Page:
Tips on Getting Your First Design Job
Applying for your first design job is hard work and just plain terrifying. I took a whole semester-long class just preparing and tweaking my resumé, portfolio and website to send out to companies. All in the hope that someday, maybe, just maybe I could possibly work at one of them.
Now that I’m on the other end of the never-ending stream of applications at email@example.com, I have developed some tips for applying and interviewing for your first design job. Keep in mind that these are just from Atomicdust’s perspective, and every agency is different. But all of these seem to be foundational items for most agencies.
Keep it simple.
Your resumé is usually the first thing the employer sees. It’s your first opportunity to show your typography skills and taste level. Skip Microsoft Word templates and bubble letters, ensure the layout is simple and clean and that the information is clearly presented. Oh, and always send .pdfs over .docs (a.k.a the devil). Also, skip the cover letter, just write what you need to say in your email.
Show yo skillz.
The most important thing is your work! We usually skim over the resumé and email (if that) and go directly to the designs. Show your best self, show that you are talented and will be an asset to the team. If your work isn’t up to par, then it doesn’t matter how stacked your resumé is. In great work, we not only want to see great visuals, but we want to see concepts, strategy and thinking within the work.
Send a link to your work.
Access to your work is a must. There are so many free resources out there and sites like Behance and Cargo that make it so easy to showcase your work. Use them. How you present your work is equally as important as the work itself.
Remain in the real world.
Show work that’s sellable. Sure, you can sketch a beautiful nude figure in your Drawing IV class, but how is that going to help a business make money? Apply it to something. Work backwards. How can you make this into something sellable, like a poster or a brochure cover? Or do pro-bono work to show a solution in the real world, beyond the constraints of the classroom.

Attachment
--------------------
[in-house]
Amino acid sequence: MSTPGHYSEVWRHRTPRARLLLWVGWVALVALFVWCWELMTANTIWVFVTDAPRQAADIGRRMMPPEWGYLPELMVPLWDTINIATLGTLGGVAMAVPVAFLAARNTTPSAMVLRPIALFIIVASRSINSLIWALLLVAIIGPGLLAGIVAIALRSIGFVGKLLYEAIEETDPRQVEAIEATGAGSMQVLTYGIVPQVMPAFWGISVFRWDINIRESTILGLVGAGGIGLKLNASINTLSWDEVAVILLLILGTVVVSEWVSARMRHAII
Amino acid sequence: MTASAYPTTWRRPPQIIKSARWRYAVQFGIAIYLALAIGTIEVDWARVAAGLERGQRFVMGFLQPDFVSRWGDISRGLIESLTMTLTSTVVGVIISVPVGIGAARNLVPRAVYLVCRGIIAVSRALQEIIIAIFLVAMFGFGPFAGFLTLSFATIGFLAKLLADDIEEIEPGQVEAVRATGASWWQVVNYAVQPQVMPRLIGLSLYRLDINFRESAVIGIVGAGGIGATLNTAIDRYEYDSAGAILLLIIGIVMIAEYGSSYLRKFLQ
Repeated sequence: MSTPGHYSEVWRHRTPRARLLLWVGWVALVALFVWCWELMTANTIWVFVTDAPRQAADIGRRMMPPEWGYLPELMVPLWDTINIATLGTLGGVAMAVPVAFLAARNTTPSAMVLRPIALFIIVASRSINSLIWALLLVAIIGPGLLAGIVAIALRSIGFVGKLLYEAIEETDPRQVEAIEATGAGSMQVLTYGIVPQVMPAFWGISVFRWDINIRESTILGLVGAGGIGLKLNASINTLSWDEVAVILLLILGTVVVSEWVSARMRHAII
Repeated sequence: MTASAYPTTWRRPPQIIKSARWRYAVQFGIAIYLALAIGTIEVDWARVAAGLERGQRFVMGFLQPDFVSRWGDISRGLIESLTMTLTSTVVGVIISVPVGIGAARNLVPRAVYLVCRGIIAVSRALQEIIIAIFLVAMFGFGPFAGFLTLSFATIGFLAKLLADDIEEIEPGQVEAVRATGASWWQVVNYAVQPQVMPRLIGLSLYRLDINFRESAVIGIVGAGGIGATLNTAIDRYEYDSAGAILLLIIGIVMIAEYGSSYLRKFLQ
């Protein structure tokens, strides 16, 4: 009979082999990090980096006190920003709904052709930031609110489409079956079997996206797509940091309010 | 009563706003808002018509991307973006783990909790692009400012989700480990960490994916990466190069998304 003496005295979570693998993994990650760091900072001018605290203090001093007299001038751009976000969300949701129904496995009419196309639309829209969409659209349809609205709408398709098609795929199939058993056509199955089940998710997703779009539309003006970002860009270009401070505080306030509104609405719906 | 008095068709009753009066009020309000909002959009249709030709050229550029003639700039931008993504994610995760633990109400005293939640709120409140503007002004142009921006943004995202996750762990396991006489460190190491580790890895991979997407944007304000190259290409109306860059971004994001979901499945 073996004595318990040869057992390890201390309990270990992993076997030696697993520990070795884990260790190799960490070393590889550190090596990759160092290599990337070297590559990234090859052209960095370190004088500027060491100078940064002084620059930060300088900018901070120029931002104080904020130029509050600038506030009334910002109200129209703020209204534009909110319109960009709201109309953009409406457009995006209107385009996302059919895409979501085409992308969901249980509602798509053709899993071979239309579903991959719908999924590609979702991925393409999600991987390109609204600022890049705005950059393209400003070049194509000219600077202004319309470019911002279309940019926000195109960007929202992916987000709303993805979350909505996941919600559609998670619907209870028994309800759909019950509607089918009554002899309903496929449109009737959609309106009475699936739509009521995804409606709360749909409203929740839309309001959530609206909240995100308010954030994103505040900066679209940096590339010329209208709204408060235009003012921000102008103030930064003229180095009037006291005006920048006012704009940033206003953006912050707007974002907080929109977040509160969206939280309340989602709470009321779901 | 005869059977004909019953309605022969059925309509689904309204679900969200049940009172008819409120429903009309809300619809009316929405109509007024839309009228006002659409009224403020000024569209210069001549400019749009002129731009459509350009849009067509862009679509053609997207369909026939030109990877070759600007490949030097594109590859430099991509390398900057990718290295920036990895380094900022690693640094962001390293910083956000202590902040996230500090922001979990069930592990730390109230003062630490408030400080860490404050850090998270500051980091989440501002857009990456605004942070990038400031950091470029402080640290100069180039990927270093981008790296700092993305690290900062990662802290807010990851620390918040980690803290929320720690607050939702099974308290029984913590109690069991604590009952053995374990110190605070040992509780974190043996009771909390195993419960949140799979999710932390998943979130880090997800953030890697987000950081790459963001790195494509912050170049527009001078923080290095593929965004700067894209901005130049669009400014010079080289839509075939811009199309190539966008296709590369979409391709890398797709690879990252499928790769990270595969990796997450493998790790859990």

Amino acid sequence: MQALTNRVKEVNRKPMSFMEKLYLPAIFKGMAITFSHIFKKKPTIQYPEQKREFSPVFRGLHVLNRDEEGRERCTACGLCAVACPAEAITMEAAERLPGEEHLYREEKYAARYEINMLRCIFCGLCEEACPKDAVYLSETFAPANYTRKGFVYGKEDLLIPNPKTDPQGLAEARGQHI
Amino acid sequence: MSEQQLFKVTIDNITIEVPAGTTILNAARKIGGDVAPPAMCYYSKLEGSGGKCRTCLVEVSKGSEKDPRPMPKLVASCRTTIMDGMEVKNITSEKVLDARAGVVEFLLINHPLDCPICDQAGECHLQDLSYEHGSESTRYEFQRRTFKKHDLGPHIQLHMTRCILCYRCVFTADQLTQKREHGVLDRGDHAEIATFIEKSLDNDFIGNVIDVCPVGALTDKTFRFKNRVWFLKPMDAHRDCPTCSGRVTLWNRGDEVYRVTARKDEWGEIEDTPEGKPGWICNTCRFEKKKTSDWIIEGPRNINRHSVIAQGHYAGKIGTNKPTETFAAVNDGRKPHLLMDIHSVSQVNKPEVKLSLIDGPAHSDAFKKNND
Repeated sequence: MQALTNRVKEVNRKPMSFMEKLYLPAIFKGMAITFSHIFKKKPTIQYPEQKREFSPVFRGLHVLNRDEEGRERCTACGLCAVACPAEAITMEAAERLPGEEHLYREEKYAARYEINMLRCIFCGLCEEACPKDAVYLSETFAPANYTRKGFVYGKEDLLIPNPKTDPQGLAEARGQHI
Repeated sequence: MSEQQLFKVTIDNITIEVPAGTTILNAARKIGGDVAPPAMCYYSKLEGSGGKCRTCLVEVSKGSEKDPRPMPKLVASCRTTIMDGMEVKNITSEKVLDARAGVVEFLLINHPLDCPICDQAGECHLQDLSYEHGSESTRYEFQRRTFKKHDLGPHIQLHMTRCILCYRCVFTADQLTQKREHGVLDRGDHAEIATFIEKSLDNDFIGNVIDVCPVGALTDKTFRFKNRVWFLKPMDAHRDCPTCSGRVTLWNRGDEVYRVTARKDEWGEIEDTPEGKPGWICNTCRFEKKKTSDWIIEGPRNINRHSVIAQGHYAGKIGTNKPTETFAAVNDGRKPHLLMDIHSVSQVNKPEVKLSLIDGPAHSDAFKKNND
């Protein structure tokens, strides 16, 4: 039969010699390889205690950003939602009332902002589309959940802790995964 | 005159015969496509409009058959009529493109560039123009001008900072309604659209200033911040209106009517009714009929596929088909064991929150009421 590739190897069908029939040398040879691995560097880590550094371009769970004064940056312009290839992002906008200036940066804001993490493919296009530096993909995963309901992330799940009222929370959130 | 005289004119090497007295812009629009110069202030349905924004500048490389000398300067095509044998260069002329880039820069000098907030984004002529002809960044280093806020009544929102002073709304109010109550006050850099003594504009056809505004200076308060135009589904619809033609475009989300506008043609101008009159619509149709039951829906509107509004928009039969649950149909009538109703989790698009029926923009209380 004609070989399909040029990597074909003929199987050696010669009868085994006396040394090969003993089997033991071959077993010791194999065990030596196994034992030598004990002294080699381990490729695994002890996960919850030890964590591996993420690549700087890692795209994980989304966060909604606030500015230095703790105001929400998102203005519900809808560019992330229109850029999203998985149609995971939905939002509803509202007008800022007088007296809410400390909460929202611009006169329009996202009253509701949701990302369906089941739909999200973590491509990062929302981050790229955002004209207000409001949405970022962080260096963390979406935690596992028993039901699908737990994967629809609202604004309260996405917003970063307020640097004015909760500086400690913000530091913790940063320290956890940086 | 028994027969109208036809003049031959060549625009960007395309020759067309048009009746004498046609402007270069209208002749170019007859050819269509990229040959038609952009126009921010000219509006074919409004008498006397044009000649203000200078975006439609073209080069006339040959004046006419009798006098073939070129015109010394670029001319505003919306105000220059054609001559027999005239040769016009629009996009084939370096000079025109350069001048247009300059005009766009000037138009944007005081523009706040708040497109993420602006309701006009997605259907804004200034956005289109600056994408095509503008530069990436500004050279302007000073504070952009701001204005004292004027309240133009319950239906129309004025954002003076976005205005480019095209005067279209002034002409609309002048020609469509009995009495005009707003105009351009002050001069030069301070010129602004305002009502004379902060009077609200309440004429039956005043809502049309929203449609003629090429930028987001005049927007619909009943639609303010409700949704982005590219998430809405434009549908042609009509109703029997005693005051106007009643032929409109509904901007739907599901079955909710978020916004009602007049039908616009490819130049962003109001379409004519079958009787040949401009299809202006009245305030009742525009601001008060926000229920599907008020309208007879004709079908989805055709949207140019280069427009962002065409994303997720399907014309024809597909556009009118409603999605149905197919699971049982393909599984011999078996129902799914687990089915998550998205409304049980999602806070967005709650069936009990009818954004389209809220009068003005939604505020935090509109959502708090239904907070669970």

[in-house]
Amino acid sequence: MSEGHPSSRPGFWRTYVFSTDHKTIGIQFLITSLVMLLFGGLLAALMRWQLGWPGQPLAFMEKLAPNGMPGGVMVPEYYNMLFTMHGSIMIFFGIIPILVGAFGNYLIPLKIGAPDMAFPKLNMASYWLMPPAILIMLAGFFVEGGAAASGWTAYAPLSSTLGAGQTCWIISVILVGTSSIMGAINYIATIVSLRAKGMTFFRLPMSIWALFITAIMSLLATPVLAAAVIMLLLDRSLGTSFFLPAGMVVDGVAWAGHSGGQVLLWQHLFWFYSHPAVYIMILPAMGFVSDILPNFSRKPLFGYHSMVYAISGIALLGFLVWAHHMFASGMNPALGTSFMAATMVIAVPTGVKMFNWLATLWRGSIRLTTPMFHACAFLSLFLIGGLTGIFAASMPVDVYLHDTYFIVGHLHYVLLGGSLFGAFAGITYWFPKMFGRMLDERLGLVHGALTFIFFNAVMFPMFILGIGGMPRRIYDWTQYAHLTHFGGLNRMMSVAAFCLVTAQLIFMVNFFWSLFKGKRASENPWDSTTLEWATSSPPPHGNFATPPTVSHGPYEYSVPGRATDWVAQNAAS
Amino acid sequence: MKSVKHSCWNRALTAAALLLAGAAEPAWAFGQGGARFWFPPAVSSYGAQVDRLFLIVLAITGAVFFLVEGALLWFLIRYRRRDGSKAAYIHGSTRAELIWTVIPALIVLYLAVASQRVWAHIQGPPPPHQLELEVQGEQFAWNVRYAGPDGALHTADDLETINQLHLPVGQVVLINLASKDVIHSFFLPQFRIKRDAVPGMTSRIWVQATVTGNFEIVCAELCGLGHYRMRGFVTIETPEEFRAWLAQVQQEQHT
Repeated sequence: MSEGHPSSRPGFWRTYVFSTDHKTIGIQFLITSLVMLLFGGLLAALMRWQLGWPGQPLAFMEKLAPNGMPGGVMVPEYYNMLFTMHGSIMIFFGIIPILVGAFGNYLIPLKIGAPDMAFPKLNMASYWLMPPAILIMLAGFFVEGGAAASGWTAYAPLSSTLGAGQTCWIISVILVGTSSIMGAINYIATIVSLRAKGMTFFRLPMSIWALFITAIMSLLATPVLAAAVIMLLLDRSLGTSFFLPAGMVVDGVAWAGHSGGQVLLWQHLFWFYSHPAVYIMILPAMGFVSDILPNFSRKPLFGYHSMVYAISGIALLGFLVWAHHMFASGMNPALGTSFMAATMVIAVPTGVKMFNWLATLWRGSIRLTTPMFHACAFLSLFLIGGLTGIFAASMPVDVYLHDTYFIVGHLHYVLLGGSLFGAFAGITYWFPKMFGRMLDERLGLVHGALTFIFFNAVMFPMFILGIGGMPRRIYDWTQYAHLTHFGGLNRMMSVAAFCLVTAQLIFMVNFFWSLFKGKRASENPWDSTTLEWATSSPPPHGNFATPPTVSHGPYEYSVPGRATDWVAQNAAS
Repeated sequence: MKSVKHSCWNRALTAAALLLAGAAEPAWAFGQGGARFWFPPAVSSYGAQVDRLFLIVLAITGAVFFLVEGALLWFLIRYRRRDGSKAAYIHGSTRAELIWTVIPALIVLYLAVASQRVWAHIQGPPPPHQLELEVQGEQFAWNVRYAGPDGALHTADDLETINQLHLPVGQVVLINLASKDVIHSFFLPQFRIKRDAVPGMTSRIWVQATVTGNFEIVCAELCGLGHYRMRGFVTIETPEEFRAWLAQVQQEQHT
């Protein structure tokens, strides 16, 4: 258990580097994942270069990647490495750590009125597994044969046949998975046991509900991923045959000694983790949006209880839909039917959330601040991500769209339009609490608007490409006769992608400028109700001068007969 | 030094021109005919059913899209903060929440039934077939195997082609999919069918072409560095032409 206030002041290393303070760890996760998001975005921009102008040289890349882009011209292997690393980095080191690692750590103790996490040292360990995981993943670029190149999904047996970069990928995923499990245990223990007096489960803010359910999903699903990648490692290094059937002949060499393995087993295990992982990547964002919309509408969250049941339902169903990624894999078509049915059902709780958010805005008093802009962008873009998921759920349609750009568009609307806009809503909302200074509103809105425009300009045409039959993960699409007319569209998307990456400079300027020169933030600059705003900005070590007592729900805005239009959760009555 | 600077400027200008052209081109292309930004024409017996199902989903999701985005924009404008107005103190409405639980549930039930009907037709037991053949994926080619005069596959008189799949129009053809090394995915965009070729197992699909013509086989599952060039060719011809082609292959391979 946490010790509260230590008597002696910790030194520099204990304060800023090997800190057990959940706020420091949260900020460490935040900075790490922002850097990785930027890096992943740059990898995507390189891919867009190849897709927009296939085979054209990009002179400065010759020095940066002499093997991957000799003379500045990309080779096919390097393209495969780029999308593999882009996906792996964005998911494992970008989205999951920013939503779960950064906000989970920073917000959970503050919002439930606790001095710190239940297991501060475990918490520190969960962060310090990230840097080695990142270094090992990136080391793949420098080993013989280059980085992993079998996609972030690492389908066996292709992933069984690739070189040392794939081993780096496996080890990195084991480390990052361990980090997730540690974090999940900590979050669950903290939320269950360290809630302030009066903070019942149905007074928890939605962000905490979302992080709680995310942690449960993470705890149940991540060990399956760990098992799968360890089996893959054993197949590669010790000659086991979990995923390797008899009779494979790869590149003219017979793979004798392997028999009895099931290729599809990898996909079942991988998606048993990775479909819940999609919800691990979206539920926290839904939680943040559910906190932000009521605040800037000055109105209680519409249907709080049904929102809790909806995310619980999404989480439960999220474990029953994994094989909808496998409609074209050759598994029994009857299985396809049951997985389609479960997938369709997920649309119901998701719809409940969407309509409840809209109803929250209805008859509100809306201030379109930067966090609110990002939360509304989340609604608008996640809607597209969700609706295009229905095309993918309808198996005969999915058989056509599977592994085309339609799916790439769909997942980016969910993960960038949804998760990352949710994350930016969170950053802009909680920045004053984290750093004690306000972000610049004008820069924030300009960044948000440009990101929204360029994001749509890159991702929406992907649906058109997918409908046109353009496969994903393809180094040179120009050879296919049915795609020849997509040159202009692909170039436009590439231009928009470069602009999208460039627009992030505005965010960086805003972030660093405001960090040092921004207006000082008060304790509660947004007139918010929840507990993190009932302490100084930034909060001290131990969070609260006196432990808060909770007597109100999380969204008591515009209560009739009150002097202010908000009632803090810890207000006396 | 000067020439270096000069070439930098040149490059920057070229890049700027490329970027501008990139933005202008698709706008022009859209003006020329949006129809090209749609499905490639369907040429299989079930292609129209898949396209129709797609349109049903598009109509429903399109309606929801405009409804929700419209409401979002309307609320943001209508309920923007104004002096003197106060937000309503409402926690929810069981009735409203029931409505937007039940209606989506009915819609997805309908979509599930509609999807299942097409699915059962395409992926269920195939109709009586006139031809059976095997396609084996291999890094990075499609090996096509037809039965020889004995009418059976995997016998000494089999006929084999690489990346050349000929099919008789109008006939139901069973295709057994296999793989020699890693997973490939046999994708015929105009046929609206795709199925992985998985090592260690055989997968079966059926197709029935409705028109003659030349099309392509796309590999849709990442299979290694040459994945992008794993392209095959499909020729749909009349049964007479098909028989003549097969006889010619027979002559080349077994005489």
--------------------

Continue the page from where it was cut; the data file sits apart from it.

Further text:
Erase all hurdles.
Don’t make the company work to see your stuff. Don’t send an online portfolio that needs logins to access, or emails asking if it’s okay to send the portfolio. These questions will go unanswered and links will get abandoned. It’s not you, it’s us.
Be somewhat stalker-ish.
Follow companies on Twitter, Instagram and Facebook. A comment here and there shows you’re interested and engaged. It’s an easy way to get a pulse on their culture and make sure it’s where you want to be. Ultimately, it’s a two-way street. Know where you’re applying, what makes them different and why they’re a good fit for you.
Web. Web. Web.
A few years ago, you could get away with not touching web design, but today it’s a must. Be familiar with common practices and what makes a website successful. For us, designers don’t need to code, but a knowledge of capabilities, best practices and experience in working layouts is key.
Do not disturb.
Don’t call to make sure we got your resumé. Maybe it’s just a pet peeve of mine, or maybe I just trust email. But either way, you want to avoid this awkward phone call:
“Hey, I’m Katie, I sent my resumé in, did you receive it?”
Employers get a handful of resumés each day from applicants across a broad range of backgrounds and experience levels. Here’s a secret: at one time, all of them were just as scared as you are to hit the submit button. So when you’re applying, relax, take your time and use this opportunity to put your best foot forward.
Don’t come in cold.
Be prepared. Know the company, be familiar with the work they’ve done and be ready for the “Why our agency?” question. We like to be a little flattered. Ask questions, be engaged, create more of a dialogue.
Take comfort in the uncomfortable.
Be prepared to talk about your work. Find a balance between going into every detail vs. nervously flipping quickly through your portfolio. What was the big idea of the project? What was the goal? How did you solve a problem?
Show passion. Know who Stefan Sagmeister is, know who the cussing Aaron Draplin is, just know something interesting outside of your school work. Make your own LOST trailers? Have a blog about mid-century interior design? Talk about it, show it! We commonly ask what you like to do in your free time. Don’t be afraid to talk about a hobby or an interesting part of your life – even if it isn’t directly related to the job. We are looking for passionate people because that’s who we want to work with.
Most of the time the interview is about character and personality, not about work and skills. Your portfolio and talent got you the interview, now make your personality shine. Relax. We’re rooting for you.
Looking for a design internship in St. Louis? Check out InternSTL.com.